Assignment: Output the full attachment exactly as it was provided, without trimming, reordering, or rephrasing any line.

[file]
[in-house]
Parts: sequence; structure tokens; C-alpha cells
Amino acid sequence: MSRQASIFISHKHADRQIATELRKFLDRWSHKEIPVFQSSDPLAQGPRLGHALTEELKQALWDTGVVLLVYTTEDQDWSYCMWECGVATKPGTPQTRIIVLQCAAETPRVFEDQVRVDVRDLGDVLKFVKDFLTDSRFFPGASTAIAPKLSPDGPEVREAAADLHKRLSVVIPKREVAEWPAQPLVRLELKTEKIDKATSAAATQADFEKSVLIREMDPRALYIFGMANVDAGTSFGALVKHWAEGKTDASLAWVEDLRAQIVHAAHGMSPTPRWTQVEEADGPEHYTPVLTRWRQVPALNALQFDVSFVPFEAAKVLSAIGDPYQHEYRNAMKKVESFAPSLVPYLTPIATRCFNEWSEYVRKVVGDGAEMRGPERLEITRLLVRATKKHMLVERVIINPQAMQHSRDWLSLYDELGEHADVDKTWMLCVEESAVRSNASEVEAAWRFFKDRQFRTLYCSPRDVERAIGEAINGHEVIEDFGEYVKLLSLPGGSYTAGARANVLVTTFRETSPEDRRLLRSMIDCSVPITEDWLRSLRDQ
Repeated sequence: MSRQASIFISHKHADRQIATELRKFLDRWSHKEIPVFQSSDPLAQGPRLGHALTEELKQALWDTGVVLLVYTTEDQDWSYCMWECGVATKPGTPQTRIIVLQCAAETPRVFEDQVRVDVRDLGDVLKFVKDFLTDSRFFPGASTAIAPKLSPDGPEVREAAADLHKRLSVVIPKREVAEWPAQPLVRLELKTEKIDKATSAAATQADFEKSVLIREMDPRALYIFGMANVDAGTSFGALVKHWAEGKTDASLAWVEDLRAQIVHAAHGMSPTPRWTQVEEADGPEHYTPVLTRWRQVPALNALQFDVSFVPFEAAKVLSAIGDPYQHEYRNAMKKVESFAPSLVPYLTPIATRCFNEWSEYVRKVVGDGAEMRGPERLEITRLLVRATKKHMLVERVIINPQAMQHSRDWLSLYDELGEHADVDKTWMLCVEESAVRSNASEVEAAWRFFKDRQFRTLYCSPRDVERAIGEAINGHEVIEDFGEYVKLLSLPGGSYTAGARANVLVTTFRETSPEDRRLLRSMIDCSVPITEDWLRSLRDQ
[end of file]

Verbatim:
[in-house]
Parts: sequence; structure tokens; C-alpha cells
Amino acid sequence: MSRQASIFISHKHADRQIATELRKFLDRWSHKEIPVFQSSDPLAQGPRLGHALTEELKQALWDTGVVLLVYTTEDQDWSYCMWECGVATKPGTPQTRIIVLQCAAETPRVFEDQVRVDVRDLGDVLKFVKDFLTDSRFFPGASTAIAPKLSPDGPEVREAAADLHKRLSVVIPKREVAEWPAQPLVRLELKTEKIDKATSAAATQADFEKSVLIREMDPRALYIFGMANVDAGTSFGALVKHWAEGKTDASLAWVEDLRAQIVHAAHGMSPTPRWTQVEEADGPEHYTPVLTRWRQVPALNALQFDVSFVPFEAAKVLSAIGDPYQHEYRNAMKKVESFAPSLVPYLTPIATRCFNEWSEYVRKVVGDGAEMRGPERLEITRLLVRATKKHMLVERVIINPQAMQHSRDWLSLYDELGEHADVDKTWMLCVEESAVRSNASEVEAAWRFFKDRQFRTLYCSPRDVERAIGEAINGHEVIEDFGEYVKLLSLPGGSYTAGARANVLVTTFRETSPEDRRLLRSMIDCSVPITEDWLRSLRDQ
Repeated sequence: MSRQASIFISHKHADRQIATELRKFLDRWSHKEIPVFQSSDPLAQGPRLGHALTEELKQALWDTGVVLLVYTTEDQDWSYCMWECGVATKPGTPQTRIIVLQCAAETPRVFEDQVRVDVRDLGDVLKFVKDFLTDSRFFPGASTAIAPKLSPDGPEVREAAADLHKRLSVVIPKREVAEWPAQPLVRLELKTEKIDKATSAAATQADFEKSVLIREMDPRALYIFGMANVDAGTSFGALVKHWAEGKTDASLAWVEDLRAQIVHAAHGMSPTPRWTQVEEADGPEHYTPVLTRWRQVPALNALQFDVSFVPFEAAKVLSAIGDPYQHEYRNAMKKVESFAPSLVPYLTPIATRCFNEWSEYVRKVVGDGAEMRGPERLEITRLLVRATKKHMLVERVIINPQAMQHSRDWLSLYDELGEHADVDKTWMLCVEESAVRSNASEVEAAWRFFKDRQFRTLYCSPRDVERAIGEAINGHEVIEDFGEYVKLLSLPGGSYTAGARANVLVTTFRETSPEDRRLLRSMIDCSVPITEDWLRSLRDQ